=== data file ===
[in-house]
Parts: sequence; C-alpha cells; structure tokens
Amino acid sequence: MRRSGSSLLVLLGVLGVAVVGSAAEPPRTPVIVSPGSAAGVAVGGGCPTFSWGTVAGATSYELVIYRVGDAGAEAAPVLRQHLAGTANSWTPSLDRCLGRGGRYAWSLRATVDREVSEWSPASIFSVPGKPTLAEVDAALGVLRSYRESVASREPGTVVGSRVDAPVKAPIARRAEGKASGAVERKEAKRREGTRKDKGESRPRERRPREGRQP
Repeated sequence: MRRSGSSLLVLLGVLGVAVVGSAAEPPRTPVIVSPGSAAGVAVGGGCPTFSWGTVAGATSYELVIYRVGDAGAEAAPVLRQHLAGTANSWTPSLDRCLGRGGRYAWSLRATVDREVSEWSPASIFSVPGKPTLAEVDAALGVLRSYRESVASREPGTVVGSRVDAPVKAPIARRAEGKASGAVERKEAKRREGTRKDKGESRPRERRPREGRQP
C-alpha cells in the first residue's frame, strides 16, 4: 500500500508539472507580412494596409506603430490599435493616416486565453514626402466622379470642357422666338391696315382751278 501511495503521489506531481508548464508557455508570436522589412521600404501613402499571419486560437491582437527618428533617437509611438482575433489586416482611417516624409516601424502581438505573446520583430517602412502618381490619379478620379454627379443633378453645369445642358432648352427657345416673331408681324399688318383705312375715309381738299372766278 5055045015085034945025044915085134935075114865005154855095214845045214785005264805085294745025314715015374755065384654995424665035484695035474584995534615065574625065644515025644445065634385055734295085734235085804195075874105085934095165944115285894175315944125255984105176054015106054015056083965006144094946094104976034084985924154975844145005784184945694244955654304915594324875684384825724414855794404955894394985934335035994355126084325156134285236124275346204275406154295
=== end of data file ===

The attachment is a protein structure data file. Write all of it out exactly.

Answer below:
[in-house]
Parts: sequence; C-alpha cells; structure tokens
Amino acid sequence: MRRSGSSLLVLLGVLGVAVVGSAAEPPRTPVIVSPGSAAGVAVGGGCPTFSWGTVAGATSYELVIYRVGDAGAEAAPVLRQHLAGTANSWTPSLDRCLGRGGRYAWSLRATVDREVSEWSPASIFSVPGKPTLAEVDAALGVLRSYRESVASREPGTVVGSRVDAPVKAPIARRAEGKASGAVERKEAKRREGTRKDKGESRPRERRPREGRQP
Repeated sequence: MRRSGSSLLVLLGVLGVAVVGSAAEPPRTPVIVSPGSAAGVAVGGGCPTFSWGTVAGATSYELVIYRVGDAGAEAAPVLRQHLAGTANSWTPSLDRCLGRGGRYAWSLRATVDREVSEWSPASIFSVPGKPTLAEVDAALGVLRSYRESVASREPGTVVGSRVDAPVKAPIARRAEGKASGAVERKEAKRREGTRKDKGESRPRERRPREGRQP
C-alpha cells in the first residue's frame, strides 16, 4: 500500500508539472507580412494596409506603430490599435493616416486565453514626402466622379470642357422666338391696315382751278 501511495503521489506531481508548464508557455508570436522589412521600404501613402499571419486560437491582437527618428533617437509611438482575433489586416482611417516624409516601424502581438505573446520583430517602412502618381490619379478620379454627379443633378453645369445642358432648352427657345416673331408681324399688318383705312375715309381738299372766278 5055045015085034945025044915085134935075114865005154855095214845045214785005264805085294745025314715015374755065384654995424665035484695035474584995534615065574625065644515025644445065634385055734295085734235085804195075874105085934095165944115285894175315944125255984105176054015106054015056083965006144094946094104976034084985924154975844145005784184945694244955654304915594324875684384825724414855794404955894394985934335035994355126084325156134285236124275346204275406154295